The Way We Lied

The hospice was peaceful the following evening. My mother was lying in her bed, supported by soft pillows. Her favourite piece of music, that sacred composition by Thomas Tallis, was playing again; the repetitive chanting encircled her in a choral spiral that was slowly lifting her to heaven.
She turned her head a little as I entered, her thin hair and bruised hollow cheeks the most obvious signs of her diminished body. She was no longer the bold, strong mother of my youth; she was a little broken bird. I could do nothing to help her now. I could only try to give her the gift of a peaceful, untroubled death and the reassurance that I loved her for being a devoted mother. I could only give her one more lie to preserve all the lies.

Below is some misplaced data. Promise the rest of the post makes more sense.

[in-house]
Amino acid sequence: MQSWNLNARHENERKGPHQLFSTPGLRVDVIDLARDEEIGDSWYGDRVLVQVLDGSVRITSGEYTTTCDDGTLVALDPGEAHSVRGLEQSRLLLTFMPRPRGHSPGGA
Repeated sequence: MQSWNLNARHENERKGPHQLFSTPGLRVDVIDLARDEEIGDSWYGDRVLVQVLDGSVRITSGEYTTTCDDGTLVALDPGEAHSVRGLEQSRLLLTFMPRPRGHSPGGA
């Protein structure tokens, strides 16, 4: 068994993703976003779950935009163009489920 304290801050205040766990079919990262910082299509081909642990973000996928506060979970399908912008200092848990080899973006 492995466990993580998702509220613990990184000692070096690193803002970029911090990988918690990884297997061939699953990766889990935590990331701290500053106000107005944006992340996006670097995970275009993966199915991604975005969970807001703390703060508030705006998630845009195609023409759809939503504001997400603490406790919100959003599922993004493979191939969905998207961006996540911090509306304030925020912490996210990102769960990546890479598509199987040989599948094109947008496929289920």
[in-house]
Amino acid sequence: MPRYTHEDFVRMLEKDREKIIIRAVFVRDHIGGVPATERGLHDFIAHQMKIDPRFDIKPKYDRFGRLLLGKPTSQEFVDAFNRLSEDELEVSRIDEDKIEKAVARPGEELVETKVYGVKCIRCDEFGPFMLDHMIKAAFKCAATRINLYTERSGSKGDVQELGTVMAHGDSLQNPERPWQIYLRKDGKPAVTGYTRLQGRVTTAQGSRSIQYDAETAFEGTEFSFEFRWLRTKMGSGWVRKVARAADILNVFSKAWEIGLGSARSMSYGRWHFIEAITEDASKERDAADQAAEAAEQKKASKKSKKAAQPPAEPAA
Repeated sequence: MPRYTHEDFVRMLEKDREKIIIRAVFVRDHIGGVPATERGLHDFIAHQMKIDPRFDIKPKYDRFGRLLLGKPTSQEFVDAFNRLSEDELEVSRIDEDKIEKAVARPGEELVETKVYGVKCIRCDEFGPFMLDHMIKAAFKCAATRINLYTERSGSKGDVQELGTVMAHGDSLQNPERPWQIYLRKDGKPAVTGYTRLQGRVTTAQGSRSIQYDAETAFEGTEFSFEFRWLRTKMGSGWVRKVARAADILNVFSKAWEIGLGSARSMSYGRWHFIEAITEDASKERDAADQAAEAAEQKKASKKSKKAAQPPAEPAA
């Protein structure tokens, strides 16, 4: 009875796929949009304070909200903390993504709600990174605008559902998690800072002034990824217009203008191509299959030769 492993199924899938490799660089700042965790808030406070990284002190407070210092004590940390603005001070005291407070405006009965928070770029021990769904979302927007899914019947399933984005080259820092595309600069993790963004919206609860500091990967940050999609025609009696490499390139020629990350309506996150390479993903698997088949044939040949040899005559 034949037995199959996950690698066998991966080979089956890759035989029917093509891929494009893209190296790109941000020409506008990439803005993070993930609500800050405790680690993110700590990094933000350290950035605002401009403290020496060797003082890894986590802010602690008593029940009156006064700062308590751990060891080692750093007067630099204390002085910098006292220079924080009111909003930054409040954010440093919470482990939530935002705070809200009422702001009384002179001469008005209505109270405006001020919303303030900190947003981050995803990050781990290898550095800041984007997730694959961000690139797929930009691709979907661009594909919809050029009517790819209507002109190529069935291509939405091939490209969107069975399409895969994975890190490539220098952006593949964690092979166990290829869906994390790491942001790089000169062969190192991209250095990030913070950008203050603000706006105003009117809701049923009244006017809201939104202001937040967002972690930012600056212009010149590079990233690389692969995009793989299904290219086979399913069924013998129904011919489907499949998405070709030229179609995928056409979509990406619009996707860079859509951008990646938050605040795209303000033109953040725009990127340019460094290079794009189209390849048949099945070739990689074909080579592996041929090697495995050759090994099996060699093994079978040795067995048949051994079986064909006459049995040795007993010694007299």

And then I told her that I had been. I told her what I had found. And I told her that none of it could be read. She closed her eyes for a moment as if she was relieved, then she looked at me and laughed, the tiniest rustling tissue of a laugh that shook her shoulders as if she had just heard the funniest joke in her whole life.
“All that is past is forgiven,” she whispered through her laughter. “I have never put my hope in any other but you.”
Then she closed her eyes for the very last time.